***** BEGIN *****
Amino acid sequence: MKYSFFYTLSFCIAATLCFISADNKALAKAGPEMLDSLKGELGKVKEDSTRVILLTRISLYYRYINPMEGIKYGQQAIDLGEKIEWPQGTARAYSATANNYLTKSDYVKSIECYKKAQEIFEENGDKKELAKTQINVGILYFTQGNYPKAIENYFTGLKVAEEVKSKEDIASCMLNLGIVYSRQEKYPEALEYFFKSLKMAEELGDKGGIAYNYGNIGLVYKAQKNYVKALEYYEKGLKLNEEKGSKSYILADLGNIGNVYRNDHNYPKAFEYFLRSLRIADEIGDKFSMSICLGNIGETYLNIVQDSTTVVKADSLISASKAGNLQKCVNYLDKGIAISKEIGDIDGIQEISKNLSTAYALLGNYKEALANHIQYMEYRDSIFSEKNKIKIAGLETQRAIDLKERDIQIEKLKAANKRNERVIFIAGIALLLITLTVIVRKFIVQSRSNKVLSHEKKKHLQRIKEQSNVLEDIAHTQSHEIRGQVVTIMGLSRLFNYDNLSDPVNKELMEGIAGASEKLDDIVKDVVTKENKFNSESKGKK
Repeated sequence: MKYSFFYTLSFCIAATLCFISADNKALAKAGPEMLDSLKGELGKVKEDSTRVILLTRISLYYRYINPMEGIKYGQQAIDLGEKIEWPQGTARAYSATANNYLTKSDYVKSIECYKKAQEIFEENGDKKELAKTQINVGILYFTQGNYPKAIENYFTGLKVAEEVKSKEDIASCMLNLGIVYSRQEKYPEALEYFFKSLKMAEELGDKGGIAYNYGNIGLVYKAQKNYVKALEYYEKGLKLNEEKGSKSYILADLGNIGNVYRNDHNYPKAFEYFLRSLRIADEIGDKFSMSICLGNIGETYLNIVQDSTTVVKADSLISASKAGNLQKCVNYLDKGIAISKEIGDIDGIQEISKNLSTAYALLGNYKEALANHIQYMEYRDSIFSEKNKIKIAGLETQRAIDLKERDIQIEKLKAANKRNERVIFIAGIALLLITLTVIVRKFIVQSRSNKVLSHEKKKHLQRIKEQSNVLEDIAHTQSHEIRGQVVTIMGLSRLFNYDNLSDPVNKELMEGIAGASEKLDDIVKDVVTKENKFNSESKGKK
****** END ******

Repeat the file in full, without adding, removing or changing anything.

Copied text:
Amino acid sequence: MKYSFFYTLSFCIAATLCFISADNKALAKAGPEMLDSLKGELGKVKEDSTRVILLTRISLYYRYINPMEGIKYGQQAIDLGEKIEWPQGTARAYSATANNYLTKSDYVKSIECYKKAQEIFEENGDKKELAKTQINVGILYFTQGNYPKAIENYFTGLKVAEEVKSKEDIASCMLNLGIVYSRQEKYPEALEYFFKSLKMAEELGDKGGIAYNYGNIGLVYKAQKNYVKALEYYEKGLKLNEEKGSKSYILADLGNIGNVYRNDHNYPKAFEYFLRSLRIADEIGDKFSMSICLGNIGETYLNIVQDSTTVVKADSLISASKAGNLQKCVNYLDKGIAISKEIGDIDGIQEISKNLSTAYALLGNYKEALANHIQYMEYRDSIFSEKNKIKIAGLETQRAIDLKERDIQIEKLKAANKRNERVIFIAGIALLLITLTVIVRKFIVQSRSNKVLSHEKKKHLQRIKEQSNVLEDIAHTQSHEIRGQVVTIMGLSRLFNYDNLSDPVNKELMEGIAGASEKLDDIVKDVVTKENKFNSESKGKK
Repeated sequence: MKYSFFYTLSFCIAATLCFISADNKALAKAGPEMLDSLKGELGKVKEDSTRVILLTRISLYYRYINPMEGIKYGQQAIDLGEKIEWPQGTARAYSATANNYLTKSDYVKSIECYKKAQEIFEENGDKKELAKTQINVGILYFTQGNYPKAIENYFTGLKVAEEVKSKEDIASCMLNLGIVYSRQEKYPEALEYFFKSLKMAEELGDKGGIAYNYGNIGLVYKAQKNYVKALEYYEKGLKLNEEKGSKSYILADLGNIGNVYRNDHNYPKAFEYFLRSLRIADEIGDKFSMSICLGNIGETYLNIVQDSTTVVKADSLISASKAGNLQKCVNYLDKGIAISKEIGDIDGIQEISKNLSTAYALLGNYKEALANHIQYMEYRDSIFSEKNKIKIAGLETQRAIDLKERDIQIEKLKAANKRNERVIFIAGIALLLITLTVIVRKFIVQSRSNKVLSHEKKKHLQRIKEQSNVLEDIAHTQSHEIRGQVVTIMGLSRLFNYDNLSDPVNKELMEGIAGASEKLDDIVKDVVTKENKFNSESKGKK